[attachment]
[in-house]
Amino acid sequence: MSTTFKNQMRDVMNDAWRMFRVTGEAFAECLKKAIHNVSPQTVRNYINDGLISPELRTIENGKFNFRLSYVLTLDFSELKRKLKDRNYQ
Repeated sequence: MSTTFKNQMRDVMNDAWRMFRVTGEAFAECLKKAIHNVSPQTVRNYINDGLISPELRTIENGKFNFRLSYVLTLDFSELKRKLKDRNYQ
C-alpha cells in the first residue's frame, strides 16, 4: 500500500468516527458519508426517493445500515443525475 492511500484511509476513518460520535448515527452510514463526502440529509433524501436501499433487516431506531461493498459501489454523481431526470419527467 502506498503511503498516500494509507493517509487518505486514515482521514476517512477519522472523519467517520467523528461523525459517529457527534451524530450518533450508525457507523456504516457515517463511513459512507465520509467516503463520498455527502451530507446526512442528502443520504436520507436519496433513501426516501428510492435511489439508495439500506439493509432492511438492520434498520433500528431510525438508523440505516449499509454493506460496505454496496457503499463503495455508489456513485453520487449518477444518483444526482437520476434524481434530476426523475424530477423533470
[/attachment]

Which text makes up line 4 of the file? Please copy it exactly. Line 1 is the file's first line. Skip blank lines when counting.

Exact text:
C-alpha cells in the first residue's frame, strides 16, 4: 500500500468516527458519508426517493445500515443525475 492511500484511509476513518460520535448515527452510514463526502440529509433524501436501499433487516431506531461493498459501489454523481431526470419527467 502506498503511503498516500494509507493517509487518505486514515482521514476517512477519522472523519467517520467523528461523525459517529457527534451524530450518533450508525457507523456504516457515517463511513459512507465520509467516503463520498455527502451530507446526512442528502443520504436520507436519496433513501426516501428510492435511489439508495439500506439493509432492511438492520434498520433500528431510525438508523440505516449499509454493506460496505454496496457503499463503495455508489456513485453520487449518477444518483444526482437520476434524481434530476426523475424530477423533470